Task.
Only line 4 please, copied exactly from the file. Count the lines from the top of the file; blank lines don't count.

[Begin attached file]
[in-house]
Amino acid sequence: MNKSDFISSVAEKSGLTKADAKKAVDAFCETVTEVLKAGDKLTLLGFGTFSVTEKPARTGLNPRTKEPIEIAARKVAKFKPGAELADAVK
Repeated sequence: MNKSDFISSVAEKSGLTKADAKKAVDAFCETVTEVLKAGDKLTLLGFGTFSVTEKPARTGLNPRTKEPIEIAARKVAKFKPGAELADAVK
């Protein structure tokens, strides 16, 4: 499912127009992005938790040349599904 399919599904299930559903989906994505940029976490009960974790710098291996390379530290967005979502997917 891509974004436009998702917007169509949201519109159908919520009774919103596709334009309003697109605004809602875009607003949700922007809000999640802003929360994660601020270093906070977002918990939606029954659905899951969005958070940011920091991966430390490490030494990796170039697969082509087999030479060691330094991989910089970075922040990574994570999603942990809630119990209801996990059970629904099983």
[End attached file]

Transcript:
């Protein structure tokens, strides 16, 4: 499912127009992005938790040349599904 399919599904299930559903989906994505940029976490009960974790710098291996390379530290967005979502997917 891509974004436009998702917007169509949201519109159908919520009774919103596709334009309003697109605004809602875009607003949700922007809000999640802003929360994660601020270093906070977002918990939606029954659905899951969005958070940011920091991966430390490490030494990796170039697969082509087999030479060691330094991989910089970075922040990574994570999603942990809630119990209801996990059970629904099983």